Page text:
To criticise public dialogue/discussion, or any critique of these individuals by simply turn around and saying, "Well, write your own book," or to ask that they share their own experiences is counterproductive and, frankly, petty and profoundly anti-intellectual. I can critique, for instance, the building of, say, yet another glass and steel edifice in downtown Chicago for any number of reasons without having to prove that I can actually build my own building. I can critique an actor in a movie without having to first get a role in a major/minor film project to show.

And I or anyone else can critique Chaz Bono for his public statements and/or his public persona and/or his book without being required to write my own book. And I don't have to be trans, either, to have an opinion about how he uses his celebrity. Surely we all have a stake in these matters, regardless of how we identify. And while he's certainly a person, yes, he's also a public figure and being dissected as such comes with the territory, within reasonable limits. None of us are obliged to assume that he is/is not "doing a terrific job," or is taking risks, or so on. We're not obliged to pretend that we know him intimately.

Not everyone can or wants to "step forward" and write their own books. That does not preclude their critiques of Bono or other public figures. No one here has been needlessly petty, and when they are, there's always been a self-correcting mechanism - at least on TBP, for the most part. So, let people have at it, let them critique him or have an opinion on him or anyone else, or any other matter. Let's not stifle discussion by assuming that only a small, small segment of the population which is EXACTLY like the subject of the conversation is entitled to it.

Om Kalthoum | May 13, 2011 7:09 PM

His voice - it sounds a lot like I remember his father's voice.

Chaz seems like a genuinely nice fellow, someone I'd like to share a meal and a chat with.

This is a very significant interview for many reasons. First, and not least, it is significant for the fact that David Letterman has had a long history of making transphobic jokes that border on the violent. The fact that he had a respectful interview with a trans person before his enormous, country-wide audience is important politically for our rights. Second, Chaz comported himself extremely well. He came in and took the stage, he sat down with brio, and he spoke up with authority. These non-verbal cues are as important to people's understanding of Chaz as anything that is specifically said. There's a saying that encapsulates this point: "who you are speaks so loudly that I cannot hear what you are saying." Third, the conversation got right to the heart of the matter -- the difference between sexual orientation and gender identity -- and it was discussed in a manner that everyone can understand without being a Lacanian psychologist.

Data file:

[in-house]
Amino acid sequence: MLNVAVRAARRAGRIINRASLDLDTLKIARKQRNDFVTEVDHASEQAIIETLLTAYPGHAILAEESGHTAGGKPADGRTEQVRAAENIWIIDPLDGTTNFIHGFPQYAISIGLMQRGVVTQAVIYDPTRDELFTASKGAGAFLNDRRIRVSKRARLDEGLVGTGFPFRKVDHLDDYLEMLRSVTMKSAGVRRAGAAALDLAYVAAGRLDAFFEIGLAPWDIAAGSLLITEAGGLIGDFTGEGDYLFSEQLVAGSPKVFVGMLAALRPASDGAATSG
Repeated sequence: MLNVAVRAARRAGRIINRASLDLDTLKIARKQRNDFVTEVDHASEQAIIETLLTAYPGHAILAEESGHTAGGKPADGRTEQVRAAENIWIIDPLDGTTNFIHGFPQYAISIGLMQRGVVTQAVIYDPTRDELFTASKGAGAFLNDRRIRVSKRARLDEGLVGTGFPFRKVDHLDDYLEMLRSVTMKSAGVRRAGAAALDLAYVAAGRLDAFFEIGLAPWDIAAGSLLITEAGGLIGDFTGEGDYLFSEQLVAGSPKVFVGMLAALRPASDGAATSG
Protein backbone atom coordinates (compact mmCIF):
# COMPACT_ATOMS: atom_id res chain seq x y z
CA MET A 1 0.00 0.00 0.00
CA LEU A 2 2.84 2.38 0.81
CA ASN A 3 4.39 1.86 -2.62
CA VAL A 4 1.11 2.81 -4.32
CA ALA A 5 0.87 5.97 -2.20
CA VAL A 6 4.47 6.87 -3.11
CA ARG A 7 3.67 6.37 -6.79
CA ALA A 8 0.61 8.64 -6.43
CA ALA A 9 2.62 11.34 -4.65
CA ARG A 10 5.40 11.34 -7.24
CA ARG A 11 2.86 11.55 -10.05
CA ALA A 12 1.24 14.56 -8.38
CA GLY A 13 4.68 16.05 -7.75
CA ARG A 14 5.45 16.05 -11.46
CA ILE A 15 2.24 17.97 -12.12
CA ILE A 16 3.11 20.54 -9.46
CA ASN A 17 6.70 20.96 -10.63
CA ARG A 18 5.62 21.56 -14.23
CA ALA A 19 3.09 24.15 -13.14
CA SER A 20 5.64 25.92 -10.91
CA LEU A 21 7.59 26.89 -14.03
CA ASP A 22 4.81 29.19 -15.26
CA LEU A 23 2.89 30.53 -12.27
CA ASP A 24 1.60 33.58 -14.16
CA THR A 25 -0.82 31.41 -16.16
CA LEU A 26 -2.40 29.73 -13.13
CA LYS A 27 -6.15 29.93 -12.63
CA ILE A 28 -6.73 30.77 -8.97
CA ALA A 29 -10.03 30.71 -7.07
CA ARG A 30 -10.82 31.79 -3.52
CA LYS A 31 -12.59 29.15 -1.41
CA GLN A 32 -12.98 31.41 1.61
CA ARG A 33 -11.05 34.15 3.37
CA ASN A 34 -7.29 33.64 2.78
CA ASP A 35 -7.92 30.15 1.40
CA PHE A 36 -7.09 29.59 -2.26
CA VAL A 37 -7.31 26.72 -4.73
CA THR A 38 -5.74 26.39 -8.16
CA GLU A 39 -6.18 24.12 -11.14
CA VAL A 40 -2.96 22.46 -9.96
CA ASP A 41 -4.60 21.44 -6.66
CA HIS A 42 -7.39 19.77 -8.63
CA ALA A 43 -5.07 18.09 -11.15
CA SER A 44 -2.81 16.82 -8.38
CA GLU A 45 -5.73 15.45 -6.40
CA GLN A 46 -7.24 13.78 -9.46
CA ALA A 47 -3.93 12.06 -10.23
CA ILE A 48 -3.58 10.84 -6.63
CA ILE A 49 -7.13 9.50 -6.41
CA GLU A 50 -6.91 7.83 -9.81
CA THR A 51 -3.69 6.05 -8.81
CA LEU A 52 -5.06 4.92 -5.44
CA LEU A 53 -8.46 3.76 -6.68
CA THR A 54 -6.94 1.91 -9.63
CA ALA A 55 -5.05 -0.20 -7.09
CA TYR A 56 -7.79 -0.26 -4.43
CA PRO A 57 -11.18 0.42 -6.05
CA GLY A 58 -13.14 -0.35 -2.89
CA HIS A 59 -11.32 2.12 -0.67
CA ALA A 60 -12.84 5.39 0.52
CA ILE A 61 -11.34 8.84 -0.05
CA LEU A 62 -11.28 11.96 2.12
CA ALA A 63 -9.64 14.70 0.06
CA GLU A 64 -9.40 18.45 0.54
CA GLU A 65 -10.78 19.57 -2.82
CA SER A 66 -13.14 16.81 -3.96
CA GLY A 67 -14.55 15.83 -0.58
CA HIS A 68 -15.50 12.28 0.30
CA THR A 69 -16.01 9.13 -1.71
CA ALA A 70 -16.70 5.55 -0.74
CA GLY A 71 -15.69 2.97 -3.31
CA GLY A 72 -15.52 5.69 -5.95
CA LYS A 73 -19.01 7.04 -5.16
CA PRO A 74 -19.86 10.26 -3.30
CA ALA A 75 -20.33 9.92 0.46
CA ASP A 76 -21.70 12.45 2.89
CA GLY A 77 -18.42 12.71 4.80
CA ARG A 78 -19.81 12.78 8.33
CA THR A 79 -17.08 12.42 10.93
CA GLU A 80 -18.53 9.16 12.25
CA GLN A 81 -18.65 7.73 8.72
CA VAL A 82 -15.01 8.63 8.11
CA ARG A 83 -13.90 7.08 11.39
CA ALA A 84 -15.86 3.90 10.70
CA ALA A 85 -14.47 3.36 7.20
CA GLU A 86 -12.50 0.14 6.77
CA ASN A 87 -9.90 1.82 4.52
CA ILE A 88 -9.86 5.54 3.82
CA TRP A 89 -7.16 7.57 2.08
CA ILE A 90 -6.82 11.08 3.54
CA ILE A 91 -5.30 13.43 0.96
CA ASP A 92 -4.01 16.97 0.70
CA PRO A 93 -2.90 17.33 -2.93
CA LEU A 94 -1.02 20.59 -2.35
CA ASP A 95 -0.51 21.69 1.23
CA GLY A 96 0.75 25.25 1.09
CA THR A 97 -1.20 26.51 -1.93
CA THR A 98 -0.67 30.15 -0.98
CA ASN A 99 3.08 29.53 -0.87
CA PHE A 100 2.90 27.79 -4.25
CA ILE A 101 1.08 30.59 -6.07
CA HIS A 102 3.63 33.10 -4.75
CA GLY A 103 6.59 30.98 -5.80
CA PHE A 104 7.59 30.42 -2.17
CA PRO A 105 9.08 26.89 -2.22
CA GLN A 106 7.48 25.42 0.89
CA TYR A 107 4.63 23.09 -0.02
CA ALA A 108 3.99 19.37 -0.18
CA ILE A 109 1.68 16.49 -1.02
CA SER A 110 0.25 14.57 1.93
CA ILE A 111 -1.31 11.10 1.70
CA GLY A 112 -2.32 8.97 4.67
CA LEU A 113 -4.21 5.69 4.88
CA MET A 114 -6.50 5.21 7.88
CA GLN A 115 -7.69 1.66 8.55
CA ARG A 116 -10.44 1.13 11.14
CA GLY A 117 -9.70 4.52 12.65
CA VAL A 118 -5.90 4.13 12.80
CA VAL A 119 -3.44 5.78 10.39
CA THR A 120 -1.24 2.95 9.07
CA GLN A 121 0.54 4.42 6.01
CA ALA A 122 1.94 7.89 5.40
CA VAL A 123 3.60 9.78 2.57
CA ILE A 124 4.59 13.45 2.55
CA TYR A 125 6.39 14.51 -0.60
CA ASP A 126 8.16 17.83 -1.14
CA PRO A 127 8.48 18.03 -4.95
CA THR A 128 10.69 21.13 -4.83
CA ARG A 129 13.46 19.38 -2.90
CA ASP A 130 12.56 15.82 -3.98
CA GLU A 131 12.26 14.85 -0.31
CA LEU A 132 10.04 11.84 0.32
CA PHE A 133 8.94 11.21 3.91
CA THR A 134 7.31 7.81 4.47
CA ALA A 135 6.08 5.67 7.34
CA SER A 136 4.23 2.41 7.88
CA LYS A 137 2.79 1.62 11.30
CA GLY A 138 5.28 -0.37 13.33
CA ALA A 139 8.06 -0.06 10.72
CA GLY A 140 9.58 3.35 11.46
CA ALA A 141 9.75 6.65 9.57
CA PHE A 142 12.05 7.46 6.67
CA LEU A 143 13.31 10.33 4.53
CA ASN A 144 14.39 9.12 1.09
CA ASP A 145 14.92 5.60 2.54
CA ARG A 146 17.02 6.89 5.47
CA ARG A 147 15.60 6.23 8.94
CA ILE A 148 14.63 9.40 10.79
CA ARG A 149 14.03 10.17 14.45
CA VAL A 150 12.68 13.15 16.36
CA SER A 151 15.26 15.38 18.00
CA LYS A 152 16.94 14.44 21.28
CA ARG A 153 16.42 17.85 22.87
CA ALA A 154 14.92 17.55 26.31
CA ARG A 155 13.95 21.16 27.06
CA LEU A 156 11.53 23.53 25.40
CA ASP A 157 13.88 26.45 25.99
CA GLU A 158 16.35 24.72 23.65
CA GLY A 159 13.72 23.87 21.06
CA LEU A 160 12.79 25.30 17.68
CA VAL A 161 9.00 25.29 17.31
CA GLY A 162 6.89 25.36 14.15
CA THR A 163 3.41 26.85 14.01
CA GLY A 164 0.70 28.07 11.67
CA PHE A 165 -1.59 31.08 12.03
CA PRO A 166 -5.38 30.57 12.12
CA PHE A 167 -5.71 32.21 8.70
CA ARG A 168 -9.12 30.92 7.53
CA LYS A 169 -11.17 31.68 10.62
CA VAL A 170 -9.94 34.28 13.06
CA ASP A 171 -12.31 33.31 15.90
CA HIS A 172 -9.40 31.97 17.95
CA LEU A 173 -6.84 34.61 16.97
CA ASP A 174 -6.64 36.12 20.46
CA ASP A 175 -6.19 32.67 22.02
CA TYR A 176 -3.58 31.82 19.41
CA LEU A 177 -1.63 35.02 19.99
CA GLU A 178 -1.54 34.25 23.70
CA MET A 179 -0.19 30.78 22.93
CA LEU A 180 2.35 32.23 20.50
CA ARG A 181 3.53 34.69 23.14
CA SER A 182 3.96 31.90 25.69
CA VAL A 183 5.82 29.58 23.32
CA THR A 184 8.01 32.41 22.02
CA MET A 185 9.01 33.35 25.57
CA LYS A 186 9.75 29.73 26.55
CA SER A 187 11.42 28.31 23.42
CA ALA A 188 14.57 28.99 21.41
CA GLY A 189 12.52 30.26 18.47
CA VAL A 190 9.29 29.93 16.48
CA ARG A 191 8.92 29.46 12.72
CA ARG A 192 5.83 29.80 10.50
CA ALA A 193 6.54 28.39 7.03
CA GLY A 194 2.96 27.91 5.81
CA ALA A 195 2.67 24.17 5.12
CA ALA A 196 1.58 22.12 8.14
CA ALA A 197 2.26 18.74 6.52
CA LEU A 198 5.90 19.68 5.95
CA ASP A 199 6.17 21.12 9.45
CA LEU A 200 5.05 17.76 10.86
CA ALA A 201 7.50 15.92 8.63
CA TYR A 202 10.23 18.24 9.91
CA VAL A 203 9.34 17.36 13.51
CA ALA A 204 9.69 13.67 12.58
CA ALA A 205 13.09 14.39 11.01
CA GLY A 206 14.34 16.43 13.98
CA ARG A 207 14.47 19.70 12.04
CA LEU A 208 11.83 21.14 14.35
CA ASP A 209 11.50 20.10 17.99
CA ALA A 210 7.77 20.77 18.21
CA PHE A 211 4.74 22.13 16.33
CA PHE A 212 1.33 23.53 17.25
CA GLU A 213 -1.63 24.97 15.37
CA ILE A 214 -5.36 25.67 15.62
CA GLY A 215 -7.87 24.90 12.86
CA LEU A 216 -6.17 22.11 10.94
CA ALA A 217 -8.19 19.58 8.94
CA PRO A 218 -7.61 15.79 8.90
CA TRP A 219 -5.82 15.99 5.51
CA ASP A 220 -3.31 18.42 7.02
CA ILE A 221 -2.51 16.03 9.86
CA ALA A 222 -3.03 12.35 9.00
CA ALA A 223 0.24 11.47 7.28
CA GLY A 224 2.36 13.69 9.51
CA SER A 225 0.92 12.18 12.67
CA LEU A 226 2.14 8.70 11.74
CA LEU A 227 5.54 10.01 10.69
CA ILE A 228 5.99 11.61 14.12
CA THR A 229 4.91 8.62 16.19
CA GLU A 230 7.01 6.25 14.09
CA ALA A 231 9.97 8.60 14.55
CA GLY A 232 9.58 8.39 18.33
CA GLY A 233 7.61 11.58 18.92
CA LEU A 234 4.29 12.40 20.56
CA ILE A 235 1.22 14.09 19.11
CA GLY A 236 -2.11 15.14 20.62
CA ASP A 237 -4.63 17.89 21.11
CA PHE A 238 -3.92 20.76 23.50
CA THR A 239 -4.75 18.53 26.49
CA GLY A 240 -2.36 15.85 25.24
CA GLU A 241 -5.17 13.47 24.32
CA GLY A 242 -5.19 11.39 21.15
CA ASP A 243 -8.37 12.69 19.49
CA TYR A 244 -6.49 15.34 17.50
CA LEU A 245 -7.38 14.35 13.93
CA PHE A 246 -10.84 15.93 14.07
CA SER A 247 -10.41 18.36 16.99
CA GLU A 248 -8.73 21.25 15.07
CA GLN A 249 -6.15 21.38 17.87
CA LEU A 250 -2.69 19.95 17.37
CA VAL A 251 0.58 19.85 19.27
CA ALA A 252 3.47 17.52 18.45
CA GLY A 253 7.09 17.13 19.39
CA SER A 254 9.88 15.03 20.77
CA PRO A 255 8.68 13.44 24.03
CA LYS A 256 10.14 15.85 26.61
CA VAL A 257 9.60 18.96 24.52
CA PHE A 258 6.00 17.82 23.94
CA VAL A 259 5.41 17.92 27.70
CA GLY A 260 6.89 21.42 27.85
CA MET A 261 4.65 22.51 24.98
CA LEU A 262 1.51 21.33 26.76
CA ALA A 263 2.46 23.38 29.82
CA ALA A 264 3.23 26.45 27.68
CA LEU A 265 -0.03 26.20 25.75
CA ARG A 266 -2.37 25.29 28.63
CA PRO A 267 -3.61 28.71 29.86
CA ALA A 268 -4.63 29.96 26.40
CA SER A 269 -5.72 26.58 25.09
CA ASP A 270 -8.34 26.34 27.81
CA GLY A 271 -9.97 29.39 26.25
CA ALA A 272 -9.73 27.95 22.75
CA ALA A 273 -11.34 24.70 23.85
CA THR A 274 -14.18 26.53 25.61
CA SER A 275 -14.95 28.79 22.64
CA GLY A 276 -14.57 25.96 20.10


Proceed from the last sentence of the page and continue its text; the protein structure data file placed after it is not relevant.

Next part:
I understand the criticism that Chaz is repeating a standardized, synthesized narrative of transsexual difference that relies on a binary norm and someone being trapped in someone else's body a little too neatly. But most people understand their feelings in terms of mass narratives that are popularized in one age and later pass on into sepia-toned history. The transsexual narrative is useful precisely because it is neat and clear and accessible to our gender-essentialized culture. The truth is that the "transgender" experience of a gender continuum is different from the "transsexual" experience of gender substitution. I'm not saying one is better than the other, or that we shouldn't form a political movement together. I'm saying that Chaz has a right to adopt whatever narrative feels right to him, and to be honored for his lived experience.

I would note that I disagree with his statement that gender and sex are unrelated. Sure, they are distinct concepts, and he was correct in noting that important point. But there is a relation between the two that is significant for legal protection, as I argued in my 2009 law review article in the Temple Political and Civil Rights Law Review.

The fact that these points were accessed in the first five minute of the interview speaks volumes about the quality and importance of this particular interview. I have no doubt that it made a difference for millions of people watching.

Now I have to go watch the rest. (I probably should have waited to watch the whole thing before commenting, but sometimes I think too fast and I didn't want to lose these points.)